aternative grouping and map, deuglification

Discussion in 'Perl Misc' started by Sara, Nov 25, 2003.

  1. Sara

    Sara Guest

    I have a file like

    CAT 4
    DOG 3
    CAT 6
    CAT 9
    BIRD 4
    DOG 13
    MOUSE 2
     
    Sara, Nov 25, 2003
    #1
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  2. Sara

    Greg Bacon Guest

    In article <>,
    Sara <> wrote:

    : [...]
    : I'm trying to find lines with a certain starting word like
    :
    : @a = map /^((CAT|DOG).+)$/, @a;

    If you're trying to find matches for a pattern, use Perl's grep
    operator:

    $ cat try
    #! /usr/local/bin/perl

    my @a = (
    'CAT 4',
    'DOG 3',
    'CAT 6',
    'CAT 9',
    'BIRD 4',
    'DOG 13',
    'MOUSE 2',
    );

    @a = grep /^(CAT|DOG)\b/, @a;

    print "[$_]\n" for @a;

    $ ./try
    [CAT 4]
    [DOG 3]
    [CAT 6]
    [CAT 9]
    [DOG 13]

    $

    : [...]

    See the perlfunc manpage's documentation of grep for more information.

    Hope this helps,
    Greg
    --
    Ah, women. They make the highs higher and the lows more frequent.
    -- Nietzsche
     
    Greg Bacon, Nov 25, 2003
    #2
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  3. Sara

    Sara Guest

    (Greg Bacon) wrote in message news:<>...
    > In article <>,
    > Sara <> wrote:
    >
    > : [...]
    > : I'm trying to find lines with a certain starting word like
    > :
    > : @a = map /^((CAT|DOG).+)$/, @a;
    >
    > If you're trying to find matches for a pattern, use Perl's grep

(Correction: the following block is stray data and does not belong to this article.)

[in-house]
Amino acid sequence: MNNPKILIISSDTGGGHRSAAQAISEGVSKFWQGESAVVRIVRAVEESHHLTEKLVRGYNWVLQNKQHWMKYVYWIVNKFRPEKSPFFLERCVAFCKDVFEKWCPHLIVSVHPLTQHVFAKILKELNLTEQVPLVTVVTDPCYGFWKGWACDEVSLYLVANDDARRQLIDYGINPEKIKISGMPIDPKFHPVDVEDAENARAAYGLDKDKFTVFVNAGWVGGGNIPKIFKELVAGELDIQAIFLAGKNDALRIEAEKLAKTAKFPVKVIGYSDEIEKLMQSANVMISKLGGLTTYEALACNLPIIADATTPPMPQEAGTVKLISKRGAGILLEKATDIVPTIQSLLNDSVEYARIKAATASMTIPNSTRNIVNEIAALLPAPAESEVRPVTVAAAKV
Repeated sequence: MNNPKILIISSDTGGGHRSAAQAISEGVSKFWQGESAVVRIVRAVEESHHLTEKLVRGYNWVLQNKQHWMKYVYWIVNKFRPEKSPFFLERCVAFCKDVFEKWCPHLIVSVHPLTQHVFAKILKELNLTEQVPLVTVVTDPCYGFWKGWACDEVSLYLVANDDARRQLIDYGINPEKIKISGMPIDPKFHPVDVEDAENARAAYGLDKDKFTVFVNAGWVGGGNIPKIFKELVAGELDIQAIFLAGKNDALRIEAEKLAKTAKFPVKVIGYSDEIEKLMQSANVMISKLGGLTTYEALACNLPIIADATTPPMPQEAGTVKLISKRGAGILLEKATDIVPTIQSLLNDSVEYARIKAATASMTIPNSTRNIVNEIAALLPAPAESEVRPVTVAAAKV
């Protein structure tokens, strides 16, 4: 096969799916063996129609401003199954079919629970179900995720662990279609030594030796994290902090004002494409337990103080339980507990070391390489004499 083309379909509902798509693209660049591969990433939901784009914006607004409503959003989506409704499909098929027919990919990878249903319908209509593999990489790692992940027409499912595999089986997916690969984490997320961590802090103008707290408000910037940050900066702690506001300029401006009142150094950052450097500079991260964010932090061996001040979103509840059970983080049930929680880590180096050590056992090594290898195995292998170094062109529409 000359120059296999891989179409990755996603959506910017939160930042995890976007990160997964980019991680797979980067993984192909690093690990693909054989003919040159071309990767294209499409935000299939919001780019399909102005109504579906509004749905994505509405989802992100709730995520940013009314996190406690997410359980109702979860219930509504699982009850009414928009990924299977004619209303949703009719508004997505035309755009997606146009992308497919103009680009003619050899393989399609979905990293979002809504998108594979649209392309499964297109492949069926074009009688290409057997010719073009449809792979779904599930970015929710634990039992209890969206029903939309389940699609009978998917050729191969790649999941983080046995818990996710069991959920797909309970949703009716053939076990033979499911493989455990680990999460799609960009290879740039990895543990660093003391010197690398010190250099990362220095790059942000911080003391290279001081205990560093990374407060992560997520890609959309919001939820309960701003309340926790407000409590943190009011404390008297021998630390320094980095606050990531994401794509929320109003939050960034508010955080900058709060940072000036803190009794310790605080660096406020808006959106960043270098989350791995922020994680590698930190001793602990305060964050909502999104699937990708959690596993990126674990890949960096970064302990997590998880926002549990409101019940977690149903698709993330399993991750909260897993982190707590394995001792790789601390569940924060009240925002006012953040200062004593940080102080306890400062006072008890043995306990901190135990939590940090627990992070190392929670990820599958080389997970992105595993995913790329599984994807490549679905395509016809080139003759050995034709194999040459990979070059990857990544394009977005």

> operator:
    >
    > $ cat try
    > #! /usr/local/bin/perl
    >
    > my @a = (
    > 'CAT 4',
    > 'DOG 3',
    > 'CAT 6',
    > 'CAT 9',
    > 'BIRD 4',
    > 'DOG 13',
    > 'MOUSE 2',
    > );
    >
    > @a = grep /^(CAT|DOG)\b/, @a;
    >
    > print "[$_]\n" for @a;
    >
    > $ ./try
    > [CAT 4]
    > [DOG 3]
    > [CAT 6]
    > [CAT 9]
    > [DOG 13]
    >
    > $
    >
    > : [...]
    >
    > See the perlfunc manpage's documentation of grep for more information.
    >
    > Hope this helps,
    > Greg



    DUH!! Good suggestion sometimes I can't see the forest for the trees :)

    Happy T-Day!

    G
     
    Sara, Nov 25, 2003
    #3
  4. On Tue, 25 Nov 2003 08:19:54 -0800 Sara wrote:

    > I have a file like
    >
    > CAT 4
    > DOG 3
    > CAT 6
    > CAT 9
    > BIRD 4
    > DOG 13
    > MOUSE 2
    > .
    > .
    >
    > I'm trying to find lines with a certain starting word like
    >
    > @a = map /^((CAT|DOG).+)$/, @a;
    >
    > What I WANT is actually all of the $1's (the whole line), but I get an
    > array of the $1 and $2's instead. In this case I only wanted to use
    > the parens to define the grouping of alternating substrings (as
    > defined on p59 in Camel 2nd ed), but as a side-effect I end up with
    > twice the size array as I expected.


    Try:

    @a = map /^((?:CAT|DOG).+)$/, @a;

    ^^

    That way, the second set of parentheses (with the ?: appended) acts as
    clustering-only, without capturing.

    See perldoc perlre for more info.

    HTH,
    Paul


    --
    $_=q{ ^4;c;14;1b:a^5;16:c^17:e^a;11;19:h^9;15:j^0:k^18:l^13
    :n^6:eek:^7:p^10:r^b;12;1a:s^2:t^3;8:u^1};s{(?<=[;^])(\d)?([\d
    abc])}{$a=$1;$2=~/([abc])/?$a*13+ord($1)%87:$1*13+$2}egx;
    for(split/:/){($a,@_)=split/[;^]/;@@[@_]=($a)x@_}print@@
     
    Paul van Eldijk, Nov 26, 2003
    #4
  5. Sara

    Sara Guest